Tootsie Roll Roses: Super Cute and Really Easy to Make!

When I was growing up, Tootsie Rolls were the candy that remained in the Trick-or-Trick bag until the Snickers bars, M&Ms, and Reeses cups were gone.  To me, they were the candy of last resort, a tired brand that had outlived its turn-of-the-century heydey by decades, and a bland taffy that couldn’t possibly compete with the peanut butter, caramel, or nougat confections on display at the grocery store. 

This is an ad for Tootsie Rolls from 1954 that I found on Pinterest. According to the company’s website, the Tootsie Roll story began in 1896. “Austrian-born Leo Hirshfield opened a tiny candy shop in New York City. Taking full advantage of his confectioner’s background, Hirshfield personally blended, cooked, and peddled a variety of products, including an individually wrapped, oblong, chewy, chocolate candy that quickly became a customer favorite. Sold at a penny a piece and affectionately named after Hirshfield’s five-year old daughter, Clara, whose nickname was “Tootsie,” Tootsie Rolls propelled Hirshfield’s modest corner store into a burgeoning candy enterprise that has evolved in little more than a century into the multinational corporation, Tootsie Roll Industries.”

But, you know, tastes change.

A while back I discovered vanilla Tootsie Rolls (which, it turns out, are awesome), and rediscovered the subtly-flavored chocolate originals. They, too, are better than I had credited them.   Well, and Tootsie Rolls have a lot more utility than your average candy bar.  A friend’s daughter, for example, once used a Tootsie Roll as a substitute for wax to blunt the edge of a stray wire from her braces (let’s see Reeses do that!).  You can play with Tootsie Rolls, too!  I saw someone make a Lincoln Log-style table-top cabin out of them.  They’re pliable, but firm enough to hold whatever shape you give them—sort of like Play-Doh.    You can sculpt them into things like, oh, roses for example.  Tootsie Rolls may just be the most multi-functional candy in the world.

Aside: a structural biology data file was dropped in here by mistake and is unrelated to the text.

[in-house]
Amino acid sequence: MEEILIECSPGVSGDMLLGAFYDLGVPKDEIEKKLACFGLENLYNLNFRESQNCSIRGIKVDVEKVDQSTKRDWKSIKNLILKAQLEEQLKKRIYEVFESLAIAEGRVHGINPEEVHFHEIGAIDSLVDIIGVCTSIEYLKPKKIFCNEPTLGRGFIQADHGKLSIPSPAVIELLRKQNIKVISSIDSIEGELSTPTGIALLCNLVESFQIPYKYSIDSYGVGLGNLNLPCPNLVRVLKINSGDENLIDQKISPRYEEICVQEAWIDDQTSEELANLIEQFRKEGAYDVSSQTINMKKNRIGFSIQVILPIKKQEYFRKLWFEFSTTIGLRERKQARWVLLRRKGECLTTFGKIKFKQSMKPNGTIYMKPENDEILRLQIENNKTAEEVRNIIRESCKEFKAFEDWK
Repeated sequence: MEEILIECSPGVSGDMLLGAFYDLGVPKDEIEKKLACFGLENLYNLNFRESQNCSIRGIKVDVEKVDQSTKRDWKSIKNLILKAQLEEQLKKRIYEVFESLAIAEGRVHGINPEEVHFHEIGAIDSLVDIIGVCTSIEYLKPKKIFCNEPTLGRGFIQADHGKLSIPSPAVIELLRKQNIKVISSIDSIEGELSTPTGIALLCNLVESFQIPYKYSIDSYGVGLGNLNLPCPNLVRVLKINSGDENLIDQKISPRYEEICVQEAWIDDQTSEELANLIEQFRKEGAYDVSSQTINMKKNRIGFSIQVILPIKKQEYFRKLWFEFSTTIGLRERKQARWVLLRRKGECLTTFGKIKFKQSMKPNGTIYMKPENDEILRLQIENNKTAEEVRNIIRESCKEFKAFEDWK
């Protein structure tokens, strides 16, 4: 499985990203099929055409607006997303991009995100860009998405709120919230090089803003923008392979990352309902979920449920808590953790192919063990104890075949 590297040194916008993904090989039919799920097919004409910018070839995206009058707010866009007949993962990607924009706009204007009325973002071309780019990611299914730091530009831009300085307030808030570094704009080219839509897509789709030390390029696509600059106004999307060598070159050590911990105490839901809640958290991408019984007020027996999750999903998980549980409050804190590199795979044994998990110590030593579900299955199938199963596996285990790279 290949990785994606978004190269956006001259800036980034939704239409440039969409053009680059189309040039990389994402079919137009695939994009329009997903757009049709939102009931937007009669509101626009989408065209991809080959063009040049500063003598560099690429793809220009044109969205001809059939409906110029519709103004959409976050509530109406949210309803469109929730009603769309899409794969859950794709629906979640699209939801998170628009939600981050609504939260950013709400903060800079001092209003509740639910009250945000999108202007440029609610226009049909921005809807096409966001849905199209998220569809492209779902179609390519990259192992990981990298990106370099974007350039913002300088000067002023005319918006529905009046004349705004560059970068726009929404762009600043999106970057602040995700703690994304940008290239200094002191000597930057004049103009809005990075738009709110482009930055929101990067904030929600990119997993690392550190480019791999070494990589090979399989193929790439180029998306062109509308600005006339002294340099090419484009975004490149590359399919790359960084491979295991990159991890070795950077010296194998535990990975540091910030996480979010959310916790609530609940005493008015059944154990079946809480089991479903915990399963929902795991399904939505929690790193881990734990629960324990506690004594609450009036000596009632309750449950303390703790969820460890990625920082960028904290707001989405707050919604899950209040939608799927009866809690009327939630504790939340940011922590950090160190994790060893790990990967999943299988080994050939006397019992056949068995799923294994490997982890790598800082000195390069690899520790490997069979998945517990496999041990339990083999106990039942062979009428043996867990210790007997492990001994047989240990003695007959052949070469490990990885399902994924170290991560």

Roses made out of Tootsie Rolls. So cute, and fairly impressive when dressed up in cellophane wrappers and arranged in a vintage glass frog as pictured here.

I first saw Tootsie Roll Roses when my friend Sue Goldsmith came to my house for lunch one day not too long ago.  She had wrapped it up with a bow and brought it to me as the most darling little hostess gift I’d ever seen.  While the rose was a surprise, it was, at the same time, so Sue.   One of her hobbies is making beautiful filled chocolates, so Tootsie Roll flowers just seemed like a natural extension of her confectionary talents.  She actually taught me how to make chocolates several years ago, but I was never quite able to approach her level of skill.  Sue is a maker;  she sews, she creates.  I spent this morning at her house, and as we were running around trying to stage the photos for this post, we unearthed a beautiful crocheted lace bowl she made.  It was so pretty, I was tempted to write a post just on that.